Tjeldoya Island looks deceptively empty. On the day we drove to Lodingen we were on the opposite side of the fjord and Amanda pointed out that there are many houses on the shore of Tjeldoya that you don’t see from the narrow road where one driver often has to pull over when two vehicles meet.
Car coming. Who will pull over?
Despite this rural setting, there are quite a lot of people on the island, especially in the summer, and many communities hold events. Kjerstad is active, holding a Sunday cafe in the small building that works as a community center.
On Sundays from noon-3 pm you can stop in for waffles or pancakes with jam and sour cream to top them and a beverage (soda, coffee) or an ice cream. The few indoor tables have been full and the heaters running when it was cold out this week, but lately people sit in the sun on outdoor benches and picnic tables. I took advantage of the women who run the event to find out the answers to my recycling questions (!) and we chatted about the weather. Even the woman who said her English wasn’t very good spoke excellent English.
During the week we saw a new poster on the building. After some searching and translating, we found that it is by a theater group that tours northern Norway in the summer, performing plays that incorporate elements of Norwegian history. At the following Sunday cafe, when we went with Amanda and Jimmy, we found out more.
1880 — Amerika: A tilbud you can’t refuse. [That is the actual title of the play.]
One of the actors in the theater group is from Kjerstad, part of the reason it is a stop on each summer’s tour. (He’s the one holding the fish.) I am so sorry we will miss this. The third week, we returned to the cafe with Paula, and met the actor’s brother, who lives in Kjerstad. Each week we learned something new. We also went fishing off the pier after finishing our waffles.
Last Saturday night was a pub night at the same place in Kjerstad, the community center. We were told it began at 9 pm, so we arrived at 9:30 pm. We were almost the first people there, but we got drinks and sat down and chatted with two men who turned out to be the musicians. Both are teachers in Harstad, one focusing on English though teaching other subjects, most recently to 6th graders. The other teaches a range of subjects to middle and high school students. They play for fun and pocket money. This was a last minute event for one or both of them. Someone cancelled somewhere along the way and one or both of them were a last minute addition. It didn’t matter to us because they were very good, playing bass and guitar and singing, mostly in English! The songs were familiar rock tunes. I’m sorry there was only one of these events during our stay.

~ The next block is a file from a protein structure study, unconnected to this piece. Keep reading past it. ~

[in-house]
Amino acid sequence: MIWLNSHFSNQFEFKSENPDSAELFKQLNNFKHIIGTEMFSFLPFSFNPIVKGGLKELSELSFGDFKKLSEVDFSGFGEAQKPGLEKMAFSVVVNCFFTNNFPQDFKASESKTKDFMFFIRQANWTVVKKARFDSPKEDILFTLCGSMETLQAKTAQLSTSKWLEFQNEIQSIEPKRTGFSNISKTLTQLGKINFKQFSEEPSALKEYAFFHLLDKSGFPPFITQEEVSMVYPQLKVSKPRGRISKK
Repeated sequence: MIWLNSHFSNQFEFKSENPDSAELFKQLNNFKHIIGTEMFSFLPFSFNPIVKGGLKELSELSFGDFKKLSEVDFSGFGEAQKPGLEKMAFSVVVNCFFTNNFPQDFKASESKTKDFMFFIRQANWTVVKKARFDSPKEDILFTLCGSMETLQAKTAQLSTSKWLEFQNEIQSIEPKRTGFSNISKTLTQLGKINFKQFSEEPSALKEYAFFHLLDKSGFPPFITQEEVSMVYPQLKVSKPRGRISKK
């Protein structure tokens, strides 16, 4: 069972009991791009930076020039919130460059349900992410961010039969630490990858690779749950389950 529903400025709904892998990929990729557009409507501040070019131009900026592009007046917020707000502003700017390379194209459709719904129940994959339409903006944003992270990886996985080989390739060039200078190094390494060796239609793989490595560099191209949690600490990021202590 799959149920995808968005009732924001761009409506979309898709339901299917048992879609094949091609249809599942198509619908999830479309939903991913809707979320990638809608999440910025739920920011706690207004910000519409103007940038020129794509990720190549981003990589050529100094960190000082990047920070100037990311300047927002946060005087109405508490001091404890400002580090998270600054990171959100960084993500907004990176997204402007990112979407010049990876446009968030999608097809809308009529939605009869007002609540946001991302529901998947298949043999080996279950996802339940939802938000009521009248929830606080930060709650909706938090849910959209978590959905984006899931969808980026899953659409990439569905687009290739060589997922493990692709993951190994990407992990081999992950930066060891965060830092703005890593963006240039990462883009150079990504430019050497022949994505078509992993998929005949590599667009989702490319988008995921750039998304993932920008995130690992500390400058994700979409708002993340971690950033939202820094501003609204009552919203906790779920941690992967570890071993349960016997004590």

We left them to tune up and took seats for the music. There was some wrangling about the space heater. (How many men over 65 does it take to start a space heater?) I’m not sure. They were not crazy about the foreigner figuring it out, but later we all toasted one another.
We’d be dancing with them if Jonathan hadn’t sprained his ankle.
Jonathan recognized a woman at the next table from when we turned around in her driveway (How did he do that?) and we had one of those funny conversations, “Oh, YOU were the ones in the dark car!” “Yes, that was us.” “I was mowing the lawn.” “Yes, on that riding mower.” “Hello.” (We shake hands and smile). Then we discussed how we happened to be in their neighborhood–Dragland–yet not related to anyone there. It seems that most people visit because they have a relative there, so our new friends assumed we must be some newly arrived relation of a Draglander. Since we had this conversation, I found that there is an Association of people named Dragland who are actually from Dragland. They all have a common ancestor.
The next day was our last Sunday cafe before leaving, and I asked if I could have a photo with the ladies who run it. They were all delightful. The woman on the left is from southeast Norway and said that though it appears isolated, people of the north have always been able to fish, and never starved like her ancestors who were farmers. She shook her head as she described her grandmother, poorly nourished, with ten children, not all of whom survived. I mentioned the bread made with crushed tree bark to extend the flour that was made in Sweden during famines. “Oh, yes, bark bread. They made that in Norway, too.” Fortunately, times have changed. How much we appreciate their community events!